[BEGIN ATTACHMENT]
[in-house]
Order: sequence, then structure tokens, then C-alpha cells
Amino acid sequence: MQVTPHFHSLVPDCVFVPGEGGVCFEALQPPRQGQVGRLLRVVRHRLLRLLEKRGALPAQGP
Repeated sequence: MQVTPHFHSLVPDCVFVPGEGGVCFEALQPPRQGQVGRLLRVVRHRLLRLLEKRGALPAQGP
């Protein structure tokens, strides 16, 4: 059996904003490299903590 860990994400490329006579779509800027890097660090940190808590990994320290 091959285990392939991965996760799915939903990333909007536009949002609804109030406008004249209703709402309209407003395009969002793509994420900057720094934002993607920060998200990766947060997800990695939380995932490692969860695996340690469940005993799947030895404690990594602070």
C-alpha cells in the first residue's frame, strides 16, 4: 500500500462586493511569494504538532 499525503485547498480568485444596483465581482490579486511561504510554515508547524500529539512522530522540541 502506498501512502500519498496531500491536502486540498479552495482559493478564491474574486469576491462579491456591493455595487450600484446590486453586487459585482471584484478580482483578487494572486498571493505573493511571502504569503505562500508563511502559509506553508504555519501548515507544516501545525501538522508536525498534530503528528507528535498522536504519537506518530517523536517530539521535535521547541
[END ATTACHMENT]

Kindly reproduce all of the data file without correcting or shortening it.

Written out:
[in-house]
Order: sequence, then structure tokens, then C-alpha cells
Amino acid sequence: MQVTPHFHSLVPDCVFVPGEGGVCFEALQPPRQGQVGRLLRVVRHRLLRLLEKRGALPAQGP
Repeated sequence: MQVTPHFHSLVPDCVFVPGEGGVCFEALQPPRQGQVGRLLRVVRHRLLRLLEKRGALPAQGP
């Protein structure tokens, strides 16, 4: 059996904003490299903590 860990994400490329006579779509800027890097660090940190808590990994320290 091959285990392939991965996760799915939903990333909007536009949002609804109030406008004249209703709402309209407003395009969002793509994420900057720094934002993607920060998200990766947060997800990695939380995932490692969860695996340690469940005993799947030895404690990594602070």
C-alpha cells in the first residue's frame, strides 16, 4: 500500500462586493511569494504538532 499525503485547498480568485444596483465581482490579486511561504510554515508547524500529539512522530522540541 502506498501512502500519498496531500491536502486540498479552495482559493478564491474574486469576491462579491456591493455595487450600484446590486453586487459585482471584484478580482483578487494572486498571493505573493511571502504569503505562500508563511502559509506553508504555519501548515507544516501545525501538522508536525498534530503528528507528535498522536504519537506518530517523536517530539521535535521547541